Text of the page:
"The Govt is absolutely right to retain its resolve on this issue,” said Mr Wallace, “and it is extremely disappointing to see the Coalition adopt a policy that, as the civil libertarians behind it intend, will establish a principle where this medium is beyond regulation – quite unlike the supposedly free seas.” Well last I checked it is the responsibility of the nation were the server is located to regulate it. Thus the open internet is regulated, just not consistently (and beyond the reach of blinkered fundamentalists like you).

    It is tough living in a democracy when you want your very small minority (unconstitutional) view imposed on the masses.

    Comment by Rhino on 6 August 2010 at 23:10
  9. Great news. At least some parties are now listening to the electorate.

    Comment by Simon on 6 August 2010 at 23:17
  10. The Australian Christian Lobby's position is pretty strange. Even if you are a Christian conservative, who supports filtering in principle, how could you believe it wouldn't be used block things it shouldn't - particularly when the list is secret? The blacklist even included links to an anti-abortion site - I would have thought the fundamentalists would be up in arms over that!

    Libs cop a lot of flak for caving to religious right on occasion - as they should - so I think they deserve applause for standing up to them on this one. I can't believe ALP is still supporting it. Is this their idea of centrist policy? To support the religious right?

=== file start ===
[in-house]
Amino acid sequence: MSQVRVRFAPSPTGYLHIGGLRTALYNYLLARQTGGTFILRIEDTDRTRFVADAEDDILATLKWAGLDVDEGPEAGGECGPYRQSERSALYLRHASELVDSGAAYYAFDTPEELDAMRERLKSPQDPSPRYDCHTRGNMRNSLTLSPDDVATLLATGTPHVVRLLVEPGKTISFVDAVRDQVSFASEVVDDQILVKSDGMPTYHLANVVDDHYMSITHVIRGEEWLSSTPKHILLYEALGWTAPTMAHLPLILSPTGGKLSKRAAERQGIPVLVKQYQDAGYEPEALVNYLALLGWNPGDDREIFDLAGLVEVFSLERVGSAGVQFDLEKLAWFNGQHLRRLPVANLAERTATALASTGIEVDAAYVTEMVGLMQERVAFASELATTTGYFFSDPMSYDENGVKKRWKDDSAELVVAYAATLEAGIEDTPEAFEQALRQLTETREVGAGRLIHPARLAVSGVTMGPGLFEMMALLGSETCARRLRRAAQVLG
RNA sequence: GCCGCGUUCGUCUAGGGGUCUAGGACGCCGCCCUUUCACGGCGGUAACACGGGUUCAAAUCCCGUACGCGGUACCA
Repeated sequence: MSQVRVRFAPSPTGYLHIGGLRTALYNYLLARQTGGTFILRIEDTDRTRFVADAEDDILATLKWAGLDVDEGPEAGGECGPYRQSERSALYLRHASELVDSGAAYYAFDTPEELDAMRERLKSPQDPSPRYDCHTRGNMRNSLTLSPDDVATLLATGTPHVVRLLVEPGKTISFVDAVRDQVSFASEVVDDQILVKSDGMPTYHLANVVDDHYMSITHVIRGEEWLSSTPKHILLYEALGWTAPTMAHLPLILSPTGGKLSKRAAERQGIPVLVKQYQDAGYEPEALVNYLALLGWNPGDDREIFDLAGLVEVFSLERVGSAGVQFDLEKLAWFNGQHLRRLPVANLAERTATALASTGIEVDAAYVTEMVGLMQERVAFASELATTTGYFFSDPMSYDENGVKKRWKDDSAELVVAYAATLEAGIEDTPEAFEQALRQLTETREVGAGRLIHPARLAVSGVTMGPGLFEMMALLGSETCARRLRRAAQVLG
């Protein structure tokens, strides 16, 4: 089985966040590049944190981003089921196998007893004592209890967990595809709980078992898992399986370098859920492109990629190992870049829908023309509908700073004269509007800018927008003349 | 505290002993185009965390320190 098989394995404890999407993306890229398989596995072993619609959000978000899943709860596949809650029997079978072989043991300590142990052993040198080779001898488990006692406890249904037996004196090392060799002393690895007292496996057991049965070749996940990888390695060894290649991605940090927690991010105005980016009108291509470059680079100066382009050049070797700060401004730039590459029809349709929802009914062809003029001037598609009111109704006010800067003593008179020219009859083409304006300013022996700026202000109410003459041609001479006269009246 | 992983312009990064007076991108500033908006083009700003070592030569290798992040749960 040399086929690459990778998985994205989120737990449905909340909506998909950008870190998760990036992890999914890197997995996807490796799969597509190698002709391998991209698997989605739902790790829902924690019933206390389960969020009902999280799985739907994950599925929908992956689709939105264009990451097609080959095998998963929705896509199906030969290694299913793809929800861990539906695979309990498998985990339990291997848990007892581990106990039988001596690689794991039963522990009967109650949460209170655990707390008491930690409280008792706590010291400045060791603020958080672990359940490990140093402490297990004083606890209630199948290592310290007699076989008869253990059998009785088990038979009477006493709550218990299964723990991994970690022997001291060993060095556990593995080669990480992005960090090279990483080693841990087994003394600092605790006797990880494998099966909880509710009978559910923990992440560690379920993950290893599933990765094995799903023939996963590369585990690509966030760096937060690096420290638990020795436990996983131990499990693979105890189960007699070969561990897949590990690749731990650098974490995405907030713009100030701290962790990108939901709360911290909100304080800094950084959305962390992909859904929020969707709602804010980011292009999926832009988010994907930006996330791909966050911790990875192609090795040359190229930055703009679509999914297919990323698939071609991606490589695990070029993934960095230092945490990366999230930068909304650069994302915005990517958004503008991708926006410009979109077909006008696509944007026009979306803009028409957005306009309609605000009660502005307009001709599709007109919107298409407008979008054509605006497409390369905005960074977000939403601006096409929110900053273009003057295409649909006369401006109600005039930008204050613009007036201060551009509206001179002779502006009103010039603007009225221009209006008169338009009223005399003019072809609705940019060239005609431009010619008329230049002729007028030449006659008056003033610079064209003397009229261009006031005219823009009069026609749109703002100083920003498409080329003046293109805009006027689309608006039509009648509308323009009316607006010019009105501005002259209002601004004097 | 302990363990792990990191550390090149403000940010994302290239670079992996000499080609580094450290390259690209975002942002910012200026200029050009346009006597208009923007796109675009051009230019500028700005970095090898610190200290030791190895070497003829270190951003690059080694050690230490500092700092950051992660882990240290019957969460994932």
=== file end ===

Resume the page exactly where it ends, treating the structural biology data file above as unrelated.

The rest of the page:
Comment by Kirk on 7 August 2010 at 00:40
  11. Finally, a party comes out with common sense! They've got my vote!

    Comment by rainwilds on 7 August 2010 at 21:00
  12. @rainwilds

    What the Libs have said is all well and good. However, you may want to also take several other things into consideration before voting, such as:
    -What is the Lib's stance on an Adult Classification for games (last I heard Hockey was still making the claim that Video Games had "magical" properties that meant they couldn't be Classified like ANY other media.
    -What will the Libs be recommending to the review of the Classification System, if, and when, Conroy can get all the AGs to agree to one? It was under the Libs and Howard that we got the current fractured system and the RC Classification.
    -What plans do the Libs have for the current ACMA censorship system for Australian hosted sites that they themselves created? Will we continue to export IT Business overseas?

    Comment by Womp on 8 August 2010 at 08:22
  13. "Libs cop a lot of flak for caving to religious right on occasion - as they should - so I think they deserve applause for standing up to them on this one. I can't believe ALP is still supporting it. Is this their idea of centrist policy? To support the religious right?"

    The Coalition has nothing mate, just a few desperate pleas for a return to the good old days of the white Australia that was the brain child of John Howard.

    One only has to look at Malcolm Turnbull, the champagne socialist. Don't see any Liberal logo on his posters, good on him.

    Comment by willberforce on 9 August 2010 at 20:53
  14. Grow up willberforce, trying to link the Liberals and John Howard to the white Australia policy just makes you look like a moron.

    Comment by Ben on 11 August 2010 at 11:13